Kumar Mangalam Birla, the chairman of Vodafone Idea (VIL), a financially challenged business, has offered to sell his interest to any public sector, government, or domestic financial organization that can keep the company afloat. Birla made the offer to the government in a letter dated June 7 that included a list of locations where the Centre’s assistance was needed by the end of July. He said that without the assistance, the company’s operations would collapse.
The letter, written to Cabinet Secretary Rajiv Gauba, asks for the government’s help with AGR (adjusted gross revenue) liability, a sufficient freeze on spectrum payments, and, most significantly, a floor pricing system above the cost of services. According to analysts, Birla’s letter was sent on June 7, since then, certain events have occurred that have left the government unable to intervene. Like, the company’s appeal for rectification of arithmetical mistakes in computing VIL’s AGR dues was denied by the Supreme Court.
VIL’s AGR dues are valued at Rs 58,254 crore by the Department of Telecommunications (DoT), compared to Rs 21,533 crore by the business. However, because the Supreme Court dismissed the corporation’s appeal, the company will have to rely on the government’s calculations. The business has so far paid Rs 7,854 crore. It had already written to the government, requesting that the deferred spectrum installment of Rs 8,200 crore, which was due in April 2022, be postponed for a year.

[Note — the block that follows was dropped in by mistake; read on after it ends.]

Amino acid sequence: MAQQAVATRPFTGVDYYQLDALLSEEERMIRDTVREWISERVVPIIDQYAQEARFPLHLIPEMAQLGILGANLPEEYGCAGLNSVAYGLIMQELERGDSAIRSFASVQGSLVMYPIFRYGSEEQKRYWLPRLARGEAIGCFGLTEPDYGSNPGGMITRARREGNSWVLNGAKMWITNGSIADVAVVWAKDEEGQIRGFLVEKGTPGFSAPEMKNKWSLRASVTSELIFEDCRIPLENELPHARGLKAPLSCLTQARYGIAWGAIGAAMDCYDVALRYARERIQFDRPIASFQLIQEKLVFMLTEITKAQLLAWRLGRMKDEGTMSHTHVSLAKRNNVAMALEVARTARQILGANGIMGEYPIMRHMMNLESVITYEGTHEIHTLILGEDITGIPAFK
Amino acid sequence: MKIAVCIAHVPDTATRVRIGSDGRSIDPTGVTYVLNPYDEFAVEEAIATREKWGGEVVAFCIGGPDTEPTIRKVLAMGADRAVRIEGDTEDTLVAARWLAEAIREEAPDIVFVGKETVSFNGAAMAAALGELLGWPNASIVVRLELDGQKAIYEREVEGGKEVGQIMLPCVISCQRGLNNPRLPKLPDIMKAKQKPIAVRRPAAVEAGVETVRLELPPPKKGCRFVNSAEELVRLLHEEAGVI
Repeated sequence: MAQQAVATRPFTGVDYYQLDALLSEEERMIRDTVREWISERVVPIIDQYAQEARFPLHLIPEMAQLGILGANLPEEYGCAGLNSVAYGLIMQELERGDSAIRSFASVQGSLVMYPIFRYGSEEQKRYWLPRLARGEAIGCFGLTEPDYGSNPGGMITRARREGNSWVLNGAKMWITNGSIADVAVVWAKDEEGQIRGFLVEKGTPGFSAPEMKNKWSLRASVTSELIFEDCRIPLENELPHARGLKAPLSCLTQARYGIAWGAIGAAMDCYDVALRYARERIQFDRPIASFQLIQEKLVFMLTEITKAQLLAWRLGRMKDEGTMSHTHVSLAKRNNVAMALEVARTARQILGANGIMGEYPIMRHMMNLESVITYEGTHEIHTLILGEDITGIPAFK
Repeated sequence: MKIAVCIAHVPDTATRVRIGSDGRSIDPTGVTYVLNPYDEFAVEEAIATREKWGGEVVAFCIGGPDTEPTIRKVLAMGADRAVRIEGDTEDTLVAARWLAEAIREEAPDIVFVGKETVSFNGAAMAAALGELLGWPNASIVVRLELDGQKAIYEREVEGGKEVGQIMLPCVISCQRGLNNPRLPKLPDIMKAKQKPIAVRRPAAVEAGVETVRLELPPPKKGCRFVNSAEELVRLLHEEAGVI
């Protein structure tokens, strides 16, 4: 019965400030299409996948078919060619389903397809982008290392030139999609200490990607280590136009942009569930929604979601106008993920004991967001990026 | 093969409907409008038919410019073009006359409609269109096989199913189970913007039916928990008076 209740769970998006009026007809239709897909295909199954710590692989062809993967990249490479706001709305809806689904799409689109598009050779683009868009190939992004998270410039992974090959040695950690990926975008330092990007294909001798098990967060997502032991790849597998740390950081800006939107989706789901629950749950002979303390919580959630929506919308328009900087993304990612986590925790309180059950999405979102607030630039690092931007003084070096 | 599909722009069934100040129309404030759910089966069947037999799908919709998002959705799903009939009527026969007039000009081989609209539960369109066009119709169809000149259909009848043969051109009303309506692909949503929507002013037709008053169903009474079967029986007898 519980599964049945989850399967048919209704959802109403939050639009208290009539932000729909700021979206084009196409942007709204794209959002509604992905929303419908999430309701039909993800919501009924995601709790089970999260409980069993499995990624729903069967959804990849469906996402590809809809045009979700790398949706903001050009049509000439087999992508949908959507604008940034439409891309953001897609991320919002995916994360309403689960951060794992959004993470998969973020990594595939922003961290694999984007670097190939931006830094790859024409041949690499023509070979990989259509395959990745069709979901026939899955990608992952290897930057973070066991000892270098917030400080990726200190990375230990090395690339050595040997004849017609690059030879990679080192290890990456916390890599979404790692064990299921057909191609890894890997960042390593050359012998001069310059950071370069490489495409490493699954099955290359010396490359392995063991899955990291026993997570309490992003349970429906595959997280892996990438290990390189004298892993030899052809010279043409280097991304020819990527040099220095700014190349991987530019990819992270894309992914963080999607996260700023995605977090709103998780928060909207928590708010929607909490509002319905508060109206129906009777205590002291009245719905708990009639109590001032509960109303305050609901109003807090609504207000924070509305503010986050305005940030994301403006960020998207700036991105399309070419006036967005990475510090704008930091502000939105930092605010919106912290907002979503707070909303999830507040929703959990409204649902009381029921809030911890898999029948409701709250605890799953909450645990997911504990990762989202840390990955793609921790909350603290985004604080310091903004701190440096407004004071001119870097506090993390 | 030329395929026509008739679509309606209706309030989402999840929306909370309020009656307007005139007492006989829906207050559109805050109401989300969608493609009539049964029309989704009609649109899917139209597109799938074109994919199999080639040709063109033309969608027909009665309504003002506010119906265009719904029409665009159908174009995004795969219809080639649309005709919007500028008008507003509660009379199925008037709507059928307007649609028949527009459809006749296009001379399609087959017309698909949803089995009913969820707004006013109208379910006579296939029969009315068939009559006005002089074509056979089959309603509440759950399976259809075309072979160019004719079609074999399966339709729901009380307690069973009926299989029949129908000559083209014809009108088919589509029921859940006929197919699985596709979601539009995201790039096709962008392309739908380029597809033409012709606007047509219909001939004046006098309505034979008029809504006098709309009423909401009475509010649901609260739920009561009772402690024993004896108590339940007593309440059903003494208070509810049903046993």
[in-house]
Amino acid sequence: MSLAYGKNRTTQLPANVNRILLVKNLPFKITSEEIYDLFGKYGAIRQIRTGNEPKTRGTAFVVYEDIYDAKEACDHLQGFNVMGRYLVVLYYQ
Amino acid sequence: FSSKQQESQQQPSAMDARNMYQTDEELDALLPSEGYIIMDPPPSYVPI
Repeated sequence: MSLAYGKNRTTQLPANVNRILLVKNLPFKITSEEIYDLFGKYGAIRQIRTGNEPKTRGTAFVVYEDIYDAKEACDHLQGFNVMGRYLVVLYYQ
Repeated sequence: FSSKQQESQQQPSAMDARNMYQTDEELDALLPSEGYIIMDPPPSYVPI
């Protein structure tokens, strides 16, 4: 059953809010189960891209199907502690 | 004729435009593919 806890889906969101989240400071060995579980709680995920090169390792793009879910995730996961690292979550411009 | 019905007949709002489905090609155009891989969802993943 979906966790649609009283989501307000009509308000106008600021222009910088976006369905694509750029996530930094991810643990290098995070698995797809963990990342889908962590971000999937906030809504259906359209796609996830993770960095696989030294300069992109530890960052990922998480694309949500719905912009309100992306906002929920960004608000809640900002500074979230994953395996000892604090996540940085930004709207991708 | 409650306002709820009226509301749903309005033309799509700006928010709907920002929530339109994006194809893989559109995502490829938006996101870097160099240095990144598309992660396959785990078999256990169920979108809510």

Furthermore, the issue of tariff floor prices is the responsibility of the Telecom Regulatory Authority of India, not the government. According to FE, the regulator is hesitant to set a floor because it believes it may result in cartelization complaints from the Competition Commission of India. The government’s sole choice now is to grant a delay in the payment of delayed spectrum payments as well as a decrease the license price and spectrum use charges. Any favorable choices would take a long time due to inter-ministerial issues.
Vodafone Idea is owned by the Aditya Birla Group, that owns 27.66% stake of the company. Vodafone Plc is the other partner in the company, with a 44% interest. The company’s current market capitalization is about Rs 24,000 crore. Analysts believe Birla’s plan to sell his interest to the government has some merit because the firm is heavily financed by the government. For example, government dues in the form of postponed spectrum payment (Rs 96,300 crore) and AGR dues (Rs 61,000 crore) total about Rs 1.57 lakh crore of Vodafone Idea’s net debt of Rs 1.8 lakh crore.
In its analysis, Deutsche Bank said that the government’s sole option for keeping VIL afloat is to convert its debt to equity, preferably through a merger with BSNL, and then give it a clear commercial mission based on profitability objectives and incentives. VIL owners would be significantly diluted if this happened, as government debt is nearly six times the current market valuation, according to the brokerage company.